I fought the law, and guess what happened?

A cautionary tale for anyone thinking they can make a difference

A friend of of mine who follows my dealings with Jenkintown Borough recently related his own experience that spoke to the futility of civic engagement. My friend, an attorney and a one-time senior official in state government, possesses considerable political acumen. Earlier in his adult life, he and his wife also decided to get very much involved in their bucolic community just north of Boston. After months of frustration, they decided instead to just move.

Luckily for my friend, his current financial status insulates him from municipal shenanigans. My family? Not so much. Decisions made by Jenkintown Borough and Jenkintown School District affect us profoundly. We therefore have incentive to get involved and to make our positions known, but after our experiences of the past couple of years, rubber mallets to our heads would produce much the same result and take far less time.

Not here, not now, not ever

While our story began with a campaign to discuss the rationality of Jenkintown’s sidewalk ordinance, it evolved into a tale with a familiar theme; that familiarity breeds contempt. We approached the Borough not only asking for help, but we also presented an alternative plan that we thought was a well-reasoned and researched.

The Borough not only expressed no interest in discussing the matter, they took action to actually make matters worse for us. Meanwhile a council member publicly disparaged us on social media as crackpots, calling our ideas “quixotic”. We were not asking for the Borough to build a protective dome or to mow our lawn. We were asking it to reconsider an ordinance that hurt people financially and produced a substandard results. We characterized it as paying for steak and getting McNuggets.

Since this began, here’s a short list of what we experienced:

  • Neighbors falsely accusing us of trying to evade our responsibilities
  • A Borough Councilor flatly proclaiming, “This is the way we’ve always done it. This is the way everyone else does it. I see no reason to change this now.”
  • That same borough councilor trolling my Facebook page and posting a comment on our website saying, among other things, “I pity your family.”
  • A Borough Manager that conveyed false information to a judge about a decision to rescind the lien process used to pay for work the resident couldn’t afford
  • The threat of fines from the county amounting to $185 per day if we didn’t complete the work
  • Neighbors accusing us of misrepresenting ourselves in a GoFundMe campaign we launched in order to pay for the work
  • The Mayor of Jenkintown blocking me from seeing any of his Facebook posts, Trump-style, including those that conveyed official information on public forums

A right to know (what we want you to know)

And finally, in an attempt to investigate possible improprieties of that trolling councilor, I filed a Right-To-Know request for emails sent to and from his borough email address. The Borough invoked their right to a 30-day extension, which I believed meant they needed time to assemble the evidence, redacted for reasons related to privacy.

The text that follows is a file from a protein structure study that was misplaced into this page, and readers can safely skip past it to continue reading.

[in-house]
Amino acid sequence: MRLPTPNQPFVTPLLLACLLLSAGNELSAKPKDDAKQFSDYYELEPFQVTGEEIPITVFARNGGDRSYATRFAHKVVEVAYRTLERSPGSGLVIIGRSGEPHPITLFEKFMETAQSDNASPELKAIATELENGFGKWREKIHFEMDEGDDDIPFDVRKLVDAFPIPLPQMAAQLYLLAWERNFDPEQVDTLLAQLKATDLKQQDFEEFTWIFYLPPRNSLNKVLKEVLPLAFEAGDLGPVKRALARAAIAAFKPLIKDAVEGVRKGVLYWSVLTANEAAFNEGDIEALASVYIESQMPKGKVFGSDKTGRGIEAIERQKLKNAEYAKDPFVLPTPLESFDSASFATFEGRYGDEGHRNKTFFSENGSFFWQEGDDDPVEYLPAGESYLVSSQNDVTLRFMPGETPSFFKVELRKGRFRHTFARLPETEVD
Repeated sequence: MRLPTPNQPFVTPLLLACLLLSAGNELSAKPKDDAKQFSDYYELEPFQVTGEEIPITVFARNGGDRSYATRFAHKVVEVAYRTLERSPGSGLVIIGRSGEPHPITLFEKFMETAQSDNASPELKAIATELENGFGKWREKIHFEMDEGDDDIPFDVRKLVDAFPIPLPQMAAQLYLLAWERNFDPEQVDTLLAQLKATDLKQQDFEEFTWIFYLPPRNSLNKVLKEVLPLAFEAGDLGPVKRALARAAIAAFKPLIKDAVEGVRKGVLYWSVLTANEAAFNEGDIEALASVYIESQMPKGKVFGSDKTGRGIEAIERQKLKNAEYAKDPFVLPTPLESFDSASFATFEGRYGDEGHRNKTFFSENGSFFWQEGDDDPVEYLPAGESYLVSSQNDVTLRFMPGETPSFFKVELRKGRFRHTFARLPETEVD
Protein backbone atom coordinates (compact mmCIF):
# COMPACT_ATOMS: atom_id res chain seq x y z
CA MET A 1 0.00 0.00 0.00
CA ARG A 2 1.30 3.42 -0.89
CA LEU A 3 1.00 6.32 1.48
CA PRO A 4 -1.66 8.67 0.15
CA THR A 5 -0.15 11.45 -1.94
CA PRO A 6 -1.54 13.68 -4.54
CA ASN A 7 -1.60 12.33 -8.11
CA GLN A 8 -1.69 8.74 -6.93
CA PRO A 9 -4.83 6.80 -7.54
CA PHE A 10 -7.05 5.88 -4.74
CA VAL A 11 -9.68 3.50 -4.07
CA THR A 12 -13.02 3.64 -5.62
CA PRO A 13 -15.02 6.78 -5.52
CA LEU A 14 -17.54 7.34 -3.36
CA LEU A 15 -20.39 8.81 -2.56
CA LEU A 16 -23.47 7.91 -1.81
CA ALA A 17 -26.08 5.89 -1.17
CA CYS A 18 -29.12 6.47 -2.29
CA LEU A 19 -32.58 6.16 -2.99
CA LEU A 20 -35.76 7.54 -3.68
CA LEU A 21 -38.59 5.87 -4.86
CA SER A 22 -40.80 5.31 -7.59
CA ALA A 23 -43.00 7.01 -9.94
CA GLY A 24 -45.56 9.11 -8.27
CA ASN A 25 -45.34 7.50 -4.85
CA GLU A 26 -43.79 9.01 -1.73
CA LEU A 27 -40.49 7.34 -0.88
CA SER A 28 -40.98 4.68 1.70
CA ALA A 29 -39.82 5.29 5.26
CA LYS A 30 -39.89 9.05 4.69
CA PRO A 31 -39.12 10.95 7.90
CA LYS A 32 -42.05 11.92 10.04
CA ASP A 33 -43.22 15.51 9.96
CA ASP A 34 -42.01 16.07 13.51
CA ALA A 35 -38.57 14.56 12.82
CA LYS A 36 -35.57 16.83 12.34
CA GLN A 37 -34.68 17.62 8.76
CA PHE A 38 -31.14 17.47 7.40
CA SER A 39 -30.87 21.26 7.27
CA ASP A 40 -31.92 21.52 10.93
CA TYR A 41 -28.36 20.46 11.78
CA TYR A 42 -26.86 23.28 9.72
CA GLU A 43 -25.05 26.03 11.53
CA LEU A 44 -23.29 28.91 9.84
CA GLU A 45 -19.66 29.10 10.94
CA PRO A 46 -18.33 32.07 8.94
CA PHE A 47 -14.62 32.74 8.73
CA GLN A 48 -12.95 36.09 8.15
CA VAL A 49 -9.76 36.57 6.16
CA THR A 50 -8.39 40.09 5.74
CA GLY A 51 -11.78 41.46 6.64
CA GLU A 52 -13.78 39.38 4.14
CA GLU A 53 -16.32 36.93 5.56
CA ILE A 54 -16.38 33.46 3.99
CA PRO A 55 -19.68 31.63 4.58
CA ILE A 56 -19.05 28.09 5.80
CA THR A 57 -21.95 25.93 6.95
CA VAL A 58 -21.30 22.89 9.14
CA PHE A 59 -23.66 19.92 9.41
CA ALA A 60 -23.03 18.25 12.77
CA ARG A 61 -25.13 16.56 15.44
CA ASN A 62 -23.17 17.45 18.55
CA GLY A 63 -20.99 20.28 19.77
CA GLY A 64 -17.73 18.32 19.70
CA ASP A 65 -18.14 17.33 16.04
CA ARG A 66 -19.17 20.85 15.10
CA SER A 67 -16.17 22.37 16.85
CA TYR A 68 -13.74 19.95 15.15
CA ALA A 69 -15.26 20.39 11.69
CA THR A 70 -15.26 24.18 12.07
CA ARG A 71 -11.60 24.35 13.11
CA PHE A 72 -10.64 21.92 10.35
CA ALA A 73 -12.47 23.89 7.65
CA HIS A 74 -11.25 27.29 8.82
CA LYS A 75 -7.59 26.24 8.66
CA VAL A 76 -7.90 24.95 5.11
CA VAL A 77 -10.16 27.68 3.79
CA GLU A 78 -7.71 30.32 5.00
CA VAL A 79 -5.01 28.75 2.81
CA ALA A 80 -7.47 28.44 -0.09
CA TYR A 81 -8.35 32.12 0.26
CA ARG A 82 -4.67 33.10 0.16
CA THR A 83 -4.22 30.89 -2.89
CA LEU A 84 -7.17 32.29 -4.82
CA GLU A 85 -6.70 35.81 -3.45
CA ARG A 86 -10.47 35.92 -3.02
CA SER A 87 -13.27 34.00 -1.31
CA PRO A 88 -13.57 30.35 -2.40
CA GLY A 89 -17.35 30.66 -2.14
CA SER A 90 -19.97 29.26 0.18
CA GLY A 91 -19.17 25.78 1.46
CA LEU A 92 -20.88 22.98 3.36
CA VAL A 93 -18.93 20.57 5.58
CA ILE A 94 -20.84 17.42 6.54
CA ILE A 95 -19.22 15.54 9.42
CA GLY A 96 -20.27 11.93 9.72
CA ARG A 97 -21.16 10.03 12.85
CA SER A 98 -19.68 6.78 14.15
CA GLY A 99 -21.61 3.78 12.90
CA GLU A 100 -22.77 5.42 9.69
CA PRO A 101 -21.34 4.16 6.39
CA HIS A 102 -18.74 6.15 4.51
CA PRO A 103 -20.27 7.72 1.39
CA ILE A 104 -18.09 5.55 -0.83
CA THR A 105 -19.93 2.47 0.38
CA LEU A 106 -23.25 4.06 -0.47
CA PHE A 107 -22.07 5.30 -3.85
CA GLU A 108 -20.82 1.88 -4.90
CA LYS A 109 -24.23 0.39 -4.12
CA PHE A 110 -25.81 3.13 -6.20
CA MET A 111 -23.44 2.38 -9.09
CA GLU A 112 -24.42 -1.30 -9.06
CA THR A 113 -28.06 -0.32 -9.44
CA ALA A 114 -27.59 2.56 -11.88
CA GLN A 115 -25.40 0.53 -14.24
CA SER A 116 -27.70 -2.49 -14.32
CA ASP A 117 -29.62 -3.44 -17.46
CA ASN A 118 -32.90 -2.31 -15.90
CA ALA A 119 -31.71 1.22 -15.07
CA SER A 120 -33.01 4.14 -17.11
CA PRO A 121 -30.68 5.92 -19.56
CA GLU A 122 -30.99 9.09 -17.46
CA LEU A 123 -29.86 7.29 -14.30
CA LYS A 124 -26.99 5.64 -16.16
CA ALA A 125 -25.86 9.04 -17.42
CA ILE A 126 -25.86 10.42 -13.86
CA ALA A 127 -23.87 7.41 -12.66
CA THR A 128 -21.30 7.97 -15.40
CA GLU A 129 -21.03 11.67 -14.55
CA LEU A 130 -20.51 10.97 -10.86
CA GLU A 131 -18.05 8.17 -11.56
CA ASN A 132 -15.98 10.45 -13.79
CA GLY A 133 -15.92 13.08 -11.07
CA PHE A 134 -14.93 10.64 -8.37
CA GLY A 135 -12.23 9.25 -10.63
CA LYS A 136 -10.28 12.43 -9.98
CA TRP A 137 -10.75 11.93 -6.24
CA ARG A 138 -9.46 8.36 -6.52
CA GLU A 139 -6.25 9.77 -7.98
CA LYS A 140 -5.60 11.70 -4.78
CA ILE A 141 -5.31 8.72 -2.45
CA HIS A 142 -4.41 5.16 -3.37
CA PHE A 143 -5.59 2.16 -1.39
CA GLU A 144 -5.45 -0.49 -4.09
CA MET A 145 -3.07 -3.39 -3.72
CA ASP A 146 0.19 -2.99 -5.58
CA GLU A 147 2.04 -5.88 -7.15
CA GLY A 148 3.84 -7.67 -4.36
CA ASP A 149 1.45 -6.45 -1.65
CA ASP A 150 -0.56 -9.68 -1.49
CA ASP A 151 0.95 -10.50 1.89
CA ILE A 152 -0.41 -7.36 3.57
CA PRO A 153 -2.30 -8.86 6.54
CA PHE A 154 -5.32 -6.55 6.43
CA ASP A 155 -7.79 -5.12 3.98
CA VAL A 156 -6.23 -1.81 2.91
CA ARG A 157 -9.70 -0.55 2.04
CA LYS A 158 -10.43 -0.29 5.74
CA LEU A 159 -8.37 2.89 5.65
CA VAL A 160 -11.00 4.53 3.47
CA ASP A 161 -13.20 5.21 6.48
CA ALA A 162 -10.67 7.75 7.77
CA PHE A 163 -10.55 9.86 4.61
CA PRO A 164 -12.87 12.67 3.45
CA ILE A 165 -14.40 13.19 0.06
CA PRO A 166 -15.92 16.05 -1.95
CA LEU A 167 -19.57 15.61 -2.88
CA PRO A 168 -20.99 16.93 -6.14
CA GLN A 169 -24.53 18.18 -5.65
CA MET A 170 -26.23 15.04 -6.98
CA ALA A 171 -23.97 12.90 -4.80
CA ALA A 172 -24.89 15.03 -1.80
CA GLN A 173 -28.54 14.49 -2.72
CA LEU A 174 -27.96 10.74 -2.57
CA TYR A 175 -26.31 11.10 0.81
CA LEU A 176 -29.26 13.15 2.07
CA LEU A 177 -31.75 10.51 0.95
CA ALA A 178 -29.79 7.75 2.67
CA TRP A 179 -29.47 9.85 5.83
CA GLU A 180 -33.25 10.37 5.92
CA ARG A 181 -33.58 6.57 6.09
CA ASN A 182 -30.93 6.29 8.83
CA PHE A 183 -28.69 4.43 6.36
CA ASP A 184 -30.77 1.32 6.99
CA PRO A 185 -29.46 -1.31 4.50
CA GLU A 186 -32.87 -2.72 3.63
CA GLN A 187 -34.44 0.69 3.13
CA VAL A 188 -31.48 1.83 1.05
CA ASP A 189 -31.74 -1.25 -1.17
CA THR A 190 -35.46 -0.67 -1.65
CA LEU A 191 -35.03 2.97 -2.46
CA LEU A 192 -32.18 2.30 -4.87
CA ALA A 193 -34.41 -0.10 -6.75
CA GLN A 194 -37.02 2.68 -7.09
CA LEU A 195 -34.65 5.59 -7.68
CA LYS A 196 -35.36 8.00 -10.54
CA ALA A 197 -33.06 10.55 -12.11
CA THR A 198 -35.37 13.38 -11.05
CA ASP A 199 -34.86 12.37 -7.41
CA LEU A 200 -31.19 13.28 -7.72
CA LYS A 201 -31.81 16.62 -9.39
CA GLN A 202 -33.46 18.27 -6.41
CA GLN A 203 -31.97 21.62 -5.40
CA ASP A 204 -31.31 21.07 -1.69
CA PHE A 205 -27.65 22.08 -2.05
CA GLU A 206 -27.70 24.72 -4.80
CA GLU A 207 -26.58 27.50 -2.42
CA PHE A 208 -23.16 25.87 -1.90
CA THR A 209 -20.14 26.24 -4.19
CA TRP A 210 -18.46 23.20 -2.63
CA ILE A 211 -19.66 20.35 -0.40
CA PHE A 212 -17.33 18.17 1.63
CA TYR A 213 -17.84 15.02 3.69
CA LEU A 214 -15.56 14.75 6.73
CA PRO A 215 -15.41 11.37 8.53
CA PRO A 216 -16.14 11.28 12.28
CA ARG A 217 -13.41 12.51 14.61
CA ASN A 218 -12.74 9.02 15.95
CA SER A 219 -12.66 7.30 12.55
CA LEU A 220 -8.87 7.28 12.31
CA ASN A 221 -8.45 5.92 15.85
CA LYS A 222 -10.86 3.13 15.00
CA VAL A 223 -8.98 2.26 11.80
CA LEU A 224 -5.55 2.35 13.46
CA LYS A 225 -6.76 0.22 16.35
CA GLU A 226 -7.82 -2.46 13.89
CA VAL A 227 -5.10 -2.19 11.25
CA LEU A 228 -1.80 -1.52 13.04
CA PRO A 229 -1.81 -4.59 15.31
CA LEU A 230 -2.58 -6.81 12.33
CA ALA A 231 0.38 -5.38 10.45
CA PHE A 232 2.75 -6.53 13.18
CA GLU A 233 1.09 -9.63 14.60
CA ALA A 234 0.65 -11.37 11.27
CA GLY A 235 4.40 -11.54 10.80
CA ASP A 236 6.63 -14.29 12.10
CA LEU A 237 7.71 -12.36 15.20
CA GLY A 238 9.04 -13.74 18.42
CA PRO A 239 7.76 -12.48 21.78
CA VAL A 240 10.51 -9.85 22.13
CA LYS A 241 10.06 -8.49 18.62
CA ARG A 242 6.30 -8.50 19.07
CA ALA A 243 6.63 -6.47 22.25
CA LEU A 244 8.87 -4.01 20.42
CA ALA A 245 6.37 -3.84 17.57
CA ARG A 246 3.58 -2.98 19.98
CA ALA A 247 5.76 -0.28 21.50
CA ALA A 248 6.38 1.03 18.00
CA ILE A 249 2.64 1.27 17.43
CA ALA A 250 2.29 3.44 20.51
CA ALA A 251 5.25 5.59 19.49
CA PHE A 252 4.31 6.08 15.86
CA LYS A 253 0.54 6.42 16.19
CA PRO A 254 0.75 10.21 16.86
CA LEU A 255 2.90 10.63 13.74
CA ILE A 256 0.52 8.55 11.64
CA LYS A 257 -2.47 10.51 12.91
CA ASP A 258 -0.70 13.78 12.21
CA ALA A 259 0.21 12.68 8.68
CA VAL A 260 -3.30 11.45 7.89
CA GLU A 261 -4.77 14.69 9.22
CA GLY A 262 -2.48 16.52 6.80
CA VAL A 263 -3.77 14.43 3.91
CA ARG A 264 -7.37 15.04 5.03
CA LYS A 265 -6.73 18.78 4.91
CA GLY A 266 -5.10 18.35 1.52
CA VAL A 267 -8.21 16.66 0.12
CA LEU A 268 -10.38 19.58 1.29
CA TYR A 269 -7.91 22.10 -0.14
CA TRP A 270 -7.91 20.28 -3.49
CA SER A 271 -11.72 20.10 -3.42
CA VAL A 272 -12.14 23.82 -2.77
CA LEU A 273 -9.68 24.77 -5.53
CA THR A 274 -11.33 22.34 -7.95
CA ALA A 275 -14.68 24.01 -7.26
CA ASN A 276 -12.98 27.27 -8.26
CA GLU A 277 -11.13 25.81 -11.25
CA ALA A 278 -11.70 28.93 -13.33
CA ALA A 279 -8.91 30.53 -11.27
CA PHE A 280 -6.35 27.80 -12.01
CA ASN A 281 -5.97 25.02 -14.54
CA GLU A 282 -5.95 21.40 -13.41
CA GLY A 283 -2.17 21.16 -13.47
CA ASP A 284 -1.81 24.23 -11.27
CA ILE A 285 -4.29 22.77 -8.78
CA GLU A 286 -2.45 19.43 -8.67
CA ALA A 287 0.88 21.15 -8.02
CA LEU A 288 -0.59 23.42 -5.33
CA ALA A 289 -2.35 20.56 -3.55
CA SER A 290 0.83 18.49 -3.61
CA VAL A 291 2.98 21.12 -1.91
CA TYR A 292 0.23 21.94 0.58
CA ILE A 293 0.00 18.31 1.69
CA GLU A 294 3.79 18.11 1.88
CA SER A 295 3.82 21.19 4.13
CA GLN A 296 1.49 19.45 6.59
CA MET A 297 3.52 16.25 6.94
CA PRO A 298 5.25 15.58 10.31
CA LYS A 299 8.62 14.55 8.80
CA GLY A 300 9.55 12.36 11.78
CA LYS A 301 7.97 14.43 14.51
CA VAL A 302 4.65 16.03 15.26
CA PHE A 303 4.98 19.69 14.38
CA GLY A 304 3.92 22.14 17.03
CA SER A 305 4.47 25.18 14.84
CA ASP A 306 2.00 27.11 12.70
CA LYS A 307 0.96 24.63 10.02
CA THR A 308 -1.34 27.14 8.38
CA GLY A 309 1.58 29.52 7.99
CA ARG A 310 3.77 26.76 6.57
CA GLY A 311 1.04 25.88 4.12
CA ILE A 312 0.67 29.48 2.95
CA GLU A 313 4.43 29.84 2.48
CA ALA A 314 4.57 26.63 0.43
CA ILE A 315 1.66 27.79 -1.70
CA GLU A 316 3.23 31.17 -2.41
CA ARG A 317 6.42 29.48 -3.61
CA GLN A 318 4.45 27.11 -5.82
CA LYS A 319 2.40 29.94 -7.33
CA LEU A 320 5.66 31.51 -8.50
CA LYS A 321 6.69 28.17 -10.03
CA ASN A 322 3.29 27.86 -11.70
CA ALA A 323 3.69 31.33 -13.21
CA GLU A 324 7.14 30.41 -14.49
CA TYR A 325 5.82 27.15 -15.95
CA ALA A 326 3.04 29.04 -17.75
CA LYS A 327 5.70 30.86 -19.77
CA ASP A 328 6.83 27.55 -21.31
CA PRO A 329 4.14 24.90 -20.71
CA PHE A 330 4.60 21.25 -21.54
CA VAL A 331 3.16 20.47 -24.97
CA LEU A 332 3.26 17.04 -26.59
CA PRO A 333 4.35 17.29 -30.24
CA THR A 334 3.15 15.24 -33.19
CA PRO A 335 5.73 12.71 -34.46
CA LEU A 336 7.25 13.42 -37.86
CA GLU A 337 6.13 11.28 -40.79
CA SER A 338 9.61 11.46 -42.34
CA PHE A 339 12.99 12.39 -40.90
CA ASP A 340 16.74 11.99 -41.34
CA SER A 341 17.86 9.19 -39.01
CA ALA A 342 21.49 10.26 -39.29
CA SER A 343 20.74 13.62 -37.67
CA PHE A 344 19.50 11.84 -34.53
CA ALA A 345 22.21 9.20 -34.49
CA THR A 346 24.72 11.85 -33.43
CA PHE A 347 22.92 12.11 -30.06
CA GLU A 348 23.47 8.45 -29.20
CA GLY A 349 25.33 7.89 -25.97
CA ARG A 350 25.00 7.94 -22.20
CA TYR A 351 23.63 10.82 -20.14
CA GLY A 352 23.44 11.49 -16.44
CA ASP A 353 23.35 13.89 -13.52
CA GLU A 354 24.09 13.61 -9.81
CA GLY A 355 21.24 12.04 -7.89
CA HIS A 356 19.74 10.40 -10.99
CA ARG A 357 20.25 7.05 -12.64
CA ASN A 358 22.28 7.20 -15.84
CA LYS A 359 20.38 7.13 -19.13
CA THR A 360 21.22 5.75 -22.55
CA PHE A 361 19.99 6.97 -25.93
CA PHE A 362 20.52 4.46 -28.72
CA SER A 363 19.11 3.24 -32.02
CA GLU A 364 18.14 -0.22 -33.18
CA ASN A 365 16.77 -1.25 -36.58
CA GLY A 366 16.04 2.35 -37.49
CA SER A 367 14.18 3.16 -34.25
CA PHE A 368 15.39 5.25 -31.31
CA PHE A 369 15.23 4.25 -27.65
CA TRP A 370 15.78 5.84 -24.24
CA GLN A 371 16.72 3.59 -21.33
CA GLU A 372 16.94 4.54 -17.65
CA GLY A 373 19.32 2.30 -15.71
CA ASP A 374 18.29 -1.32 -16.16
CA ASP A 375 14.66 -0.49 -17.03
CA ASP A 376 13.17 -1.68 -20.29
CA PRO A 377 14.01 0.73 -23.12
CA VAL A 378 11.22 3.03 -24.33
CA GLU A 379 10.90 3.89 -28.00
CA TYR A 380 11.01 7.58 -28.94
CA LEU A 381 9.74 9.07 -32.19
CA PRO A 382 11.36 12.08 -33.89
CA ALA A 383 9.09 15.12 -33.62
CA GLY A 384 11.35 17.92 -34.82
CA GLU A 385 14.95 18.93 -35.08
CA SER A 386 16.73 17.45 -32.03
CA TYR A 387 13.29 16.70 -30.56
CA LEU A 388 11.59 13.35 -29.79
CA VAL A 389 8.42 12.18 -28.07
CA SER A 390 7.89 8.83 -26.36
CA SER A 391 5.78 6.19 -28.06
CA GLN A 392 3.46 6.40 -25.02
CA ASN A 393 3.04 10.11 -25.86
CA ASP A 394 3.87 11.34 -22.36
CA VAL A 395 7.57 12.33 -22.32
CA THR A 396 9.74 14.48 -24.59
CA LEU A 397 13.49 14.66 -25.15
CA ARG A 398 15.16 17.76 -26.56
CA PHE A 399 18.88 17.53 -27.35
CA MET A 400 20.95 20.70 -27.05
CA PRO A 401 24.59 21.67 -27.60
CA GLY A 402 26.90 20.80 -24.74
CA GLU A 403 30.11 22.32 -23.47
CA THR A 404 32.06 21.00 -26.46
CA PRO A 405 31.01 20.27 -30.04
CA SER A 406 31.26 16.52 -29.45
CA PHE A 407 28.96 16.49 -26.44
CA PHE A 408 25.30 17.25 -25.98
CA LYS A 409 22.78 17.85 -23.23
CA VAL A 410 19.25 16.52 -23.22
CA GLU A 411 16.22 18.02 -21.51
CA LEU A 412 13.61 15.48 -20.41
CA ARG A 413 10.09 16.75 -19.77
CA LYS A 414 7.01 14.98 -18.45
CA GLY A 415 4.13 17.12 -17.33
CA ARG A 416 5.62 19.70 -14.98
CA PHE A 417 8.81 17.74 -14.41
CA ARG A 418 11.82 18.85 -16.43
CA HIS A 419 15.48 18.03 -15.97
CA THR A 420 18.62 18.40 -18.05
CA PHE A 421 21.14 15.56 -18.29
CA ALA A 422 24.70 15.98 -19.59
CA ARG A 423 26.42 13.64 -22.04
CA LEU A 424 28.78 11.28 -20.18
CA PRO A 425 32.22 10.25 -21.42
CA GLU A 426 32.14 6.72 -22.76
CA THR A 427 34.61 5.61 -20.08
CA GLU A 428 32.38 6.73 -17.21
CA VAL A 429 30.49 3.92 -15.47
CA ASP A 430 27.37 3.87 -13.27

Instead, I received a letter from the Borough with an estimate for computer forensic services for the amount of $3,800 to retrieve these emails. As an IT professional myself, I knew that such services would only be required if the Borough had not just deleted those emails, but wiped them clean from the server. This made little sense, for a couple of reasons.

First, the Borough apparently employs the use of Microsoft’s Outlook cloud services to administer their email, which means that the emails never really go away. Second, I had already spoken with another Council member about this and he offered to let me see his email account anytime.

No connections, no consideration, no service

The Borough’s letter suggested that I should write the the office of our borough solicitor, Sean Kilkenny, with any questions or concerns, and of course I had questions. The Borough’s letter indicated that the estimate I received was the lowest of three they solicited, so I asked for the other two since they expected me to pay them. Also, I wondered why I should even need a forensics firm for this, as it would imply that they deleted their emails. I wrote three letters over the course of a month, and I received no reply.

Further research showed me that document archival guidelines set forth by the Pennsylvania Historical and Museum Commission determines that administrative correspondence, which includes emails, only need to be retained for “as long as administratively useful.” In other words, if Jenkintown lies to me and says that the emails didn’t exist, they have legal cover.

This is obstruction plain and simple. This means that if you have good reason to believe that your elected official is up to no good, a private citizen has no recourse and no right to see any official correspondence that might prove that fact. However, you can bet that if the FBI comes calling, those emails will magically reappear.

Our tiny little town would have you think that its size, demographics, and location would make it an almost idyllic community. Good school, easy access to transit, and a rich mix of housing types should make it the poster-town for small-town living. The dream of such a lifestyle does exist here, but it means avoiding any interaction with its government or attempting to have it address something that is not already on its agenda.

Welcome to small-town politics at its smallest.